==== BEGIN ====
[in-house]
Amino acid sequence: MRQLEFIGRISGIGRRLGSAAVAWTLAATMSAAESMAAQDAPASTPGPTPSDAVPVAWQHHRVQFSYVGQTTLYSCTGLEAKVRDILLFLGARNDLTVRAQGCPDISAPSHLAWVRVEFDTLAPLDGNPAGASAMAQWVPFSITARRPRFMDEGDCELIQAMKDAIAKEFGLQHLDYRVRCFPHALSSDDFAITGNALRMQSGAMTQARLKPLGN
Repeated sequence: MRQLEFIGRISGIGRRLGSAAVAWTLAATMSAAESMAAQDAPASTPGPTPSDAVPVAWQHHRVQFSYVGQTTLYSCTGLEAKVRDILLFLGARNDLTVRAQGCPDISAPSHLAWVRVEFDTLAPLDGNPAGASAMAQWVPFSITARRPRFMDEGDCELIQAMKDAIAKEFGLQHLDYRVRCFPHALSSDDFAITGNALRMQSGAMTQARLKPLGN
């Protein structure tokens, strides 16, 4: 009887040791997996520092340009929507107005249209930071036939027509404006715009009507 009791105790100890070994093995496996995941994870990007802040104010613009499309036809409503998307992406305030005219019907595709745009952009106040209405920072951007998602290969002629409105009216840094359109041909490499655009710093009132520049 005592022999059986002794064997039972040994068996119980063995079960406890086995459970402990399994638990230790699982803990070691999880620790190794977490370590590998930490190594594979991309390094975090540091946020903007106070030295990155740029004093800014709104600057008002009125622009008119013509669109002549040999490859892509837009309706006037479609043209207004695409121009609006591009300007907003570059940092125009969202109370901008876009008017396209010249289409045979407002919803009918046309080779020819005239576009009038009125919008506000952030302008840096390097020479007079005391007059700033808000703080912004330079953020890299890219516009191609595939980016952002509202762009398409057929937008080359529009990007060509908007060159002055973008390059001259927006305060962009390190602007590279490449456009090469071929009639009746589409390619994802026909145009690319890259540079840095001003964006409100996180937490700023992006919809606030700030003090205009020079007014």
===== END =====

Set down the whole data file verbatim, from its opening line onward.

[in-house]
Amino acid sequence: MRQLEFIGRISGIGRRLGSAAVAWTLAATMSAAESMAAQDAPASTPGPTPSDAVPVAWQHHRVQFSYVGQTTLYSCTGLEAKVRDILLFLGARNDLTVRAQGCPDISAPSHLAWVRVEFDTLAPLDGNPAGASAMAQWVPFSITARRPRFMDEGDCELIQAMKDAIAKEFGLQHLDYRVRCFPHALSSDDFAITGNALRMQSGAMTQARLKPLGN
Repeated sequence: MRQLEFIGRISGIGRRLGSAAVAWTLAATMSAAESMAAQDAPASTPGPTPSDAVPVAWQHHRVQFSYVGQTTLYSCTGLEAKVRDILLFLGARNDLTVRAQGCPDISAPSHLAWVRVEFDTLAPLDGNPAGASAMAQWVPFSITARRPRFMDEGDCELIQAMKDAIAKEFGLQHLDYRVRCFPHALSSDDFAITGNALRMQSGAMTQARLKPLGN
């Protein structure tokens, strides 16, 4: 009887040791997996520092340009929507107005249209930071036939027509404006715009009507 009791105790100890070994093995496996995941994870990007802040104010613009499309036809409503998307992406305030005219019907595709745009952009106040209405920072951007998602290969002629409105009216840094359109041909490499655009710093009132520049 005592022999059986002794064997039972040994068996119980063995079960406890086995459970402990399994638990230790699982803990070691999880620790190794977490370590590998930490190594594979991309390094975090540091946020903007106070030295990155740029004093800014709104600057008002009125622009008119013509669109002549040999490859892509837009309706006037479609043209207004695409121009609006591009300007907003570059940092125009969202109370901008876009008017396209010249289409045979407002919803009918046309080779020819005239576009009038009125919008506000952030302008840096390097020479007079005391007059700033808000703080912004330079953020890299890219516009191609595939980016952002509202762009398409057929937008080359529009990007060509908007060159002055973008390059001259927006305060962009390190602007590279490449456009090469071929009639009746589409390619994802026909145009690319890259540079840095001003964006409100996180937490700023992006919809606030700030003090205009020079007014």